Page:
Surprise! Graphair is a form of Graphene made out of soybean oil! The one-atom-thick Graphene, a intensely strong carbon supermaterial, is currently expensive to produce. Graphair is cheaper to manufacture while maintaining the properties of Graphene. To the left is an image of soybean Graphene film created CSIRO and is held by tweezers.

One of the properties Graphair keeps is repelling water. Because of that property, CSIRO scientists created a Graphene film with nano-sized channels made of Graphene.  These channels allow  water to move through the Graphair but stops larger molecules. What happened to the 99% of contaminants? They built up on the outside of the filter, but the water continues through the filter.

On 16 February 2018, Michelle Star reported researchers stated, “This eliminates a step from other filtration methods,- removing the contaminants from the water before passing it through the membrane to prevent them from coating it.”  They went on to say, “All that’s needed is heat, our graphene, a membrane filter and a small water pump.”

The CSIRO teams include physicists, chemists and software developers who work with virtual technology to develop materials using nanoscience. They are working to describe nanostructures, predict their behavior and assess in which applications they can be used. Spinoffs will most likely be fast and furious once the Graphair is in production on a mass scale. They use some of the best supercomputers and latest mathematical models to determine variables within their data analysis. They work with structures from polymers and carbon nanostructures to metallic and oxide catalysts to remain “at the cutting edge of computational materials innovation.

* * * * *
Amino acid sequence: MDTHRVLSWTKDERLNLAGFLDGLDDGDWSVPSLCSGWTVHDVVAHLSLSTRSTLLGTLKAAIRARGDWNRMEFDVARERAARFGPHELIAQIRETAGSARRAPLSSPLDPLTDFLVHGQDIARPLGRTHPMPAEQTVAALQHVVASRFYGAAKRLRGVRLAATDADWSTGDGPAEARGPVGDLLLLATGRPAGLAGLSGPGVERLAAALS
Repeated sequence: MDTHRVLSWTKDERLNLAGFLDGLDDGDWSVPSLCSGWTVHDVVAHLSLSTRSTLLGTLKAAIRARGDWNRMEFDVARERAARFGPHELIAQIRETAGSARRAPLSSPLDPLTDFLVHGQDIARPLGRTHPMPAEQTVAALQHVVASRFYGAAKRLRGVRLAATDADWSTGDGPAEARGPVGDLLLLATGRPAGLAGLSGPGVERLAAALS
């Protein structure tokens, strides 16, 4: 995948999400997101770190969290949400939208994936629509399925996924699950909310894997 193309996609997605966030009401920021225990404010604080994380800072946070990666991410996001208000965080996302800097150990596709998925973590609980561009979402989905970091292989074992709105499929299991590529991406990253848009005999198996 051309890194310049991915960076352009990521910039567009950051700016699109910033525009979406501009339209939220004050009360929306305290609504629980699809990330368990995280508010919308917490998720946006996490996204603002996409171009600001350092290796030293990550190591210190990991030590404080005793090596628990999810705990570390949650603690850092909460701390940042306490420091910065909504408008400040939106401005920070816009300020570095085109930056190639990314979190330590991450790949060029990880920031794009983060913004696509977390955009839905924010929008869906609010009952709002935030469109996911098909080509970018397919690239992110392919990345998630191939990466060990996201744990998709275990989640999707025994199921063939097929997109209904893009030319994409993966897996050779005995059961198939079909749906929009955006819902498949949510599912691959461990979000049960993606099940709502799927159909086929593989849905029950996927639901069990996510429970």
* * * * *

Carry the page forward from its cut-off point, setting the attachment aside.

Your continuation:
With development of materials like Graphair from Australian CSIRO research teams, within your lifetime you may find all citizens of Earth having access to clean drinking water.

In my opinion, considering human health, the Graphair water filter application  is one of the most dynamic developments in the history of mankind. Thirsty people everywhere will want to purchase such a filtration system once it's on the market at a reasonable price. I can envision a simple filter at the top of a bottle being able to remove 99% of all contaminants and purify water as the water is poured into the bottle. I want one! :-)

Some of the research by CSIRO takes place in the Pawsey Supercomputing Centre pictured to the left, a world-class supercomputing centre in Kensington, Western Australia. It hosts new facilities, expertise and infrastructure to support advanced research in astronomy and geoscience. One of two national research supercomputing facilities, the National Computational Infrastructure (NCI) priority areas are to deliver and support world-class advanced information and communication technology infrastructure. They are working in areas of climate science, earth systems and national water management.

This is a phenomenal result of Australian research. I am overwhelmed with the implication it will have on this polluted Earth.


 Image © Copyright CSIRO